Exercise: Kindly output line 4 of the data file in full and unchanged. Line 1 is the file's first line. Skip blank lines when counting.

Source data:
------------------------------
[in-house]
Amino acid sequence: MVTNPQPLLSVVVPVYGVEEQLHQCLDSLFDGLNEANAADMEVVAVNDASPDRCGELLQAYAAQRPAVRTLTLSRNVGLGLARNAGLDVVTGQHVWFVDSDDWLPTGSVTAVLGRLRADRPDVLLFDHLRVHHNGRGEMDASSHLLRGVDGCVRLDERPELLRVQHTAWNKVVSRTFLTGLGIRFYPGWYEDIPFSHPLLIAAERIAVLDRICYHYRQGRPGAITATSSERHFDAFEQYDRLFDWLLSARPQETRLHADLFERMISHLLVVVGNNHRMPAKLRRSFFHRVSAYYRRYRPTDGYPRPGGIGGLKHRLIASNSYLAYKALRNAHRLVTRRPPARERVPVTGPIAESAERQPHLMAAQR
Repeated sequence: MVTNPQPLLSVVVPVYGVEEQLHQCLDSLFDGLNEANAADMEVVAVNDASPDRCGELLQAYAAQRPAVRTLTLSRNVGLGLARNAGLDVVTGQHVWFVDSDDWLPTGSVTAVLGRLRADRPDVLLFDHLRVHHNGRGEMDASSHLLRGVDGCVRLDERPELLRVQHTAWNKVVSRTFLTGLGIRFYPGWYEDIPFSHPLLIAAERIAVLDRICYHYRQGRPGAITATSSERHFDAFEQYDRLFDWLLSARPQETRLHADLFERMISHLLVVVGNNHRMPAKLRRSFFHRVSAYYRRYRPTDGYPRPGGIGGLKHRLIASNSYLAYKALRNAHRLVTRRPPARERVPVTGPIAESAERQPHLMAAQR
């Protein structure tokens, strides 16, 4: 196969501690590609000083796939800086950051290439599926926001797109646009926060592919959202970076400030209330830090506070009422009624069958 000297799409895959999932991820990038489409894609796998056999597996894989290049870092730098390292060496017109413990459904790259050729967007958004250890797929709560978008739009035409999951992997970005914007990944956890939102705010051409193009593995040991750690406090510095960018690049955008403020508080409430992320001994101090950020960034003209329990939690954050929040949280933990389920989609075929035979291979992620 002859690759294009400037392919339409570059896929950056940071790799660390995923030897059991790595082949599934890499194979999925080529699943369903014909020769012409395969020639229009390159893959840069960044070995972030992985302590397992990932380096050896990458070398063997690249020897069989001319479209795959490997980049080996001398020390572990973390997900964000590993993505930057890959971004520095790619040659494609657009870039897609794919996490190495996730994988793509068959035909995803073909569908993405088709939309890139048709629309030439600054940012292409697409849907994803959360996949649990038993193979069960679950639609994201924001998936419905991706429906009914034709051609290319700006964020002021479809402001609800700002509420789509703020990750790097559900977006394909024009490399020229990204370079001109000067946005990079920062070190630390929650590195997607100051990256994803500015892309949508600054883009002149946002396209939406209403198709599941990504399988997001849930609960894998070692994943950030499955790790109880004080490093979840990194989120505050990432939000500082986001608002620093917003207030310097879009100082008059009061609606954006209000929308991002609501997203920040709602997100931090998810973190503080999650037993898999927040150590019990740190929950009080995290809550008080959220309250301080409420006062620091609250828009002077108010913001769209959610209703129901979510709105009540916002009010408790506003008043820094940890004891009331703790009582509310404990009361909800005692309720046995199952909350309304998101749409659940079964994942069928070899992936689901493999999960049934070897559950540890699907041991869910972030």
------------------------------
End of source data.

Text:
């Protein structure tokens, strides 16, 4: 196969501690590609000083796939800086950051290439599926926001797109646009926060592919959202970076400030209330830090506070009422009624069958 000297799409895959999932991820990038489409894609796998056999597996894989290049870092730098390292060496017109413990459904790259050729967007958004250890797929709560978008739009035409999951992997970005914007990944956890939102705010051409193009593995040991750690406090510095960018690049955008403020508080409430992320001994101090950020960034003209329990939690954050929040949280933990389920989609075929035979291979992620 002859690759294009400037392919339409570059896929950056940071790799660390995923030897059991790595082949599934890499194979999925080529699943369903014909020769012409395969020639229009390159893959840069960044070995972030992985302590397992990932380096050896990458070398063997690249020897069989001319479209795959490997980049080996001398020390572990973390997900964000590993993505930057890959971004520095790619040659494609657009870039897609794919996490190495996730994988793509068959035909995803073909569908993405088709939309890139048709629309030439600054940012292409697409849907994803959360996949649990038993193979069960679950639609994201924001998936419905991706429906009914034709051609290319700006964020002021479809402001609800700002509420789509703020990750790097559900977006394909024009490399020229990204370079001109000067946005990079920062070190630390929650590195997607100051990256994803500015892309949508600054883009002149946002396209939406209403198709599941990504399988997001849930609960894998070692994943950030499955790790109880004080490093979840990194989120505050990432939000500082986001608002620093917003207030310097879009100082008059009061609606954006209000929308991002609501997203920040709602997100931090998810973190503080999650037993898999927040150590019990740190929950009080995290809550008080959220309250301080409420006062620091609250828009002077108010913001769209959610209703129901979510709105009540916002009010408790506003008043820094940890004891009331703790009582509310404990009361909800005692309720046995199952909350309304998101749409659940079964994942069928070899992936689901493999999960049934070897559950540890699907041991869910972030």